LK: Your hobbies seem to consist of drawing, skating, video editing and old school stuff, from what I know of. Do you have any other hobbies or interests that I didn’t mention?
DG: Actually you pretty much got them all. There are times when I do Bboy but not much.

LK: What convinced you that the entertainment industry was going down the tubes?
DG: The day I turned on the TV and realized that I hated every channel I turned to. There was nothing of my interest I wanted to see and nothing to my liking on the radio. When I saw what kind of cartoons they were producing nowadays, I started looking up old school Nickelodeon videos and realized that entertainment was so much better back then. This was when I first discovered YouTube back in ‘06. I then started to watch videos of people ranting about today's entertainment. So I figured I could take a stab at making rant videos of my own. That was the start of the Y2K series.

LK: You sure Nostalgia Filter has nothing to do with this, that entertainment really was better back then in comparison to now?
DG: This is my first time hearing about this Nostalgia Filter. Most of my findings in terms of the way things were then and now were based on what I liked to watch and listen to, watching tons of Youtube videos, reading the comments on the videos and watching many rants on why other people thought that the past was better. Everyone has their own reasons for why they believe the past is better, some of them being the same as others. For me, it was all about the atmosphere. It's not just about TV shows and music, but the atmosphere that encompasses TV shows and music. The way people dressed, the kind of shows they watched and the Saturday morning experience of being able to wake up early to your favorite bowl of cereal and cartoons after having been enslaved through five days of school knowing that after that last Friday school bell, Saturday was a day that you earned and you treated it like it was your day to be a kid with no limits and full fledged childhood freedom. The way everybody connected with one another, the type of clothes they wore, the trends, and the people that would be looked at as heroes and idols, motivators that would help inspire their future (Michael Jordan, Wayne Gretzky, Hulk Hogan, etc.)

LK: Is there anything about today’s world that you do like?
DG: The only thing that interests me about today's society is technology. To me, it soared high while humanity failed, for it’s what we do on computers and phones now, and all the technical devices we have at our disposal that has made life better and easier.

LK: So the increased technology interests you the most about today. Is there nothing in the modern entertainment industry that you like or that interests you in the slightest?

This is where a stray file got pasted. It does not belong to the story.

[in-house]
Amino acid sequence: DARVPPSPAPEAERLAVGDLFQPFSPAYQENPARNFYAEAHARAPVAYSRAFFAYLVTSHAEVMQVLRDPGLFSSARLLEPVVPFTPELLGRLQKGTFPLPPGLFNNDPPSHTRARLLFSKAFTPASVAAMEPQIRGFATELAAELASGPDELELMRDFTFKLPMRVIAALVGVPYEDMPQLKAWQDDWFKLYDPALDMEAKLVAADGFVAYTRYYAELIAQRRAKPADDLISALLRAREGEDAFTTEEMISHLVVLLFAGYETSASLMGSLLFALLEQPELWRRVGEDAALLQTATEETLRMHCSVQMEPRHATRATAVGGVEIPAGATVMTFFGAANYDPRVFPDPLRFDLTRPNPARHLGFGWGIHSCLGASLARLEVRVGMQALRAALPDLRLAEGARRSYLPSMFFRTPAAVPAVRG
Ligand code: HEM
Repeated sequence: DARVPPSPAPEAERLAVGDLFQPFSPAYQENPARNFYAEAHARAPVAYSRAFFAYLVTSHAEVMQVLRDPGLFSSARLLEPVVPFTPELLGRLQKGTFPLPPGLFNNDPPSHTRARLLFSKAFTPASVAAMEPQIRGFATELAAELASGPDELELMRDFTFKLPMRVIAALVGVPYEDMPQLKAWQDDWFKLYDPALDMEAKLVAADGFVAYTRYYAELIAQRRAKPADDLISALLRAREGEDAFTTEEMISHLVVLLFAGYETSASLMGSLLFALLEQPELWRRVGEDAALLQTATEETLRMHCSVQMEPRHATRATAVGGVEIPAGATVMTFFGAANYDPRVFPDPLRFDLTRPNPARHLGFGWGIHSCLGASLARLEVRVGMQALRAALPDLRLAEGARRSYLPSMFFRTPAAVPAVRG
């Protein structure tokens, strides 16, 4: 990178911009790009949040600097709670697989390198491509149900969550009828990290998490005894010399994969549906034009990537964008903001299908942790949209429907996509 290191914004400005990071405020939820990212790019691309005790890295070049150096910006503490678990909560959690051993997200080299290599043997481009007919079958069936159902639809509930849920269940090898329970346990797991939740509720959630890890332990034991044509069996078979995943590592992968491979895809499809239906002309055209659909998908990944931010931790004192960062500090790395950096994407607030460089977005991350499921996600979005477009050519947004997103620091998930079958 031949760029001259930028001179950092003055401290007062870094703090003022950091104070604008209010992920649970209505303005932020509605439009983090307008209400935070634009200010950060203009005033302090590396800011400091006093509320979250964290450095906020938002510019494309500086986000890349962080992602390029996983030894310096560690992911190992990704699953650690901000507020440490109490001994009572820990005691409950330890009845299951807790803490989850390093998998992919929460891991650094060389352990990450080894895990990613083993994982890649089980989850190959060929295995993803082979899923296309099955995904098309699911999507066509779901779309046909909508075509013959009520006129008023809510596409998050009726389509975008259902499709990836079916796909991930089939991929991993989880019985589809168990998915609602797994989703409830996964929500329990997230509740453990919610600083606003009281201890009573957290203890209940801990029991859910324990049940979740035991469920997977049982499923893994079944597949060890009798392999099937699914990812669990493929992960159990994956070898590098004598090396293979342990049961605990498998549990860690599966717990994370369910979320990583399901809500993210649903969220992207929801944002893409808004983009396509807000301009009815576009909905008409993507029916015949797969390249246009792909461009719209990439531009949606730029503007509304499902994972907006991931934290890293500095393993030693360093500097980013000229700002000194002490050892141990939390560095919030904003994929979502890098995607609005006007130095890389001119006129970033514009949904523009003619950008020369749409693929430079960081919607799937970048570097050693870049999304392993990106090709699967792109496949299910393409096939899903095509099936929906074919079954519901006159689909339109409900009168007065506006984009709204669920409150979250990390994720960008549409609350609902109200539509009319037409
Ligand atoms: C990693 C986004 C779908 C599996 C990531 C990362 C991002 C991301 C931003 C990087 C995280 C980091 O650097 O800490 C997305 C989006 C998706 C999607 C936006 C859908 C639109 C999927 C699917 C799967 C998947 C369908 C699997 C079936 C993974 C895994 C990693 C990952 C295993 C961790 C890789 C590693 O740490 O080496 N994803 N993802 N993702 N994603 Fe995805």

DG: Not really. There may be some rare moments when something might catch my eye, but it doesn't happen often.

LK: Who or what would you consider influences for your artwork?
DG: Most of my influence comes from 80s and 90s videos whether it be promos, commercials or TV shows. Some of it comes from Saturday morning cartoon memories and videos. During the 80s and 90s, there were a lot of bright colors and random craziness in the promos and commercials, etc. Videos like this, for example: CBS Saturday Morning Promo 1989 (Author's Note: Sorry if I couldn't display the actual video in the blog, but it wouldn't bring it up in the "Search Youtube" section like I wanted. Anyways, here it is, for your viewing pleasure.) And as you can see, my artwork harvests a lot of bright colors as well. As far as whom, most of it comes from people who can draw better than me. It helps me focus on drawing better and making my work look just as good, if not better.

LK: So basically, 80s and 90s cartoons, promos, commercials, TV shows, and other stuff from your childhood, right? And do you consider people that can draw better than you to be some of the animators and cartoonists that created some of those shows you grew up on?
DG: Yes, and yes. Animators, comic book artists, Youtube artists and people on deviantART contribute to my inspirations.

LK: I’ve heard you talk some about cartoons and TV shows, but I don’t think I’ve ever heard your thoughts on movies. What would you consider to be some of your favorite movies?
DG: Well, I'm not much of a movie person, but I do have some favorites, like House Party, the Back to the Future trilogy, Friday, Space Jam, A Goofy Movie, and The Lion King, just to name a few.

LK: What about favorite TV shows, cartoons and/or anime, if any of the latter?
DG: Favorite cartoons are Ren and Stimpy, (the very show that got me into drawing,) Looney Tunes, Tiny Toons, Animaniacs, Doug, Rocko's Modern Life, Pepper Ann, Garfield, What-a-Cartoon Show, Dragonball Z, and there are many others I can't name. As far as shows go, pretty much 90% of anything Nickelodeon had on in the early to mid 90s and most of everything that came on Cartoon Network.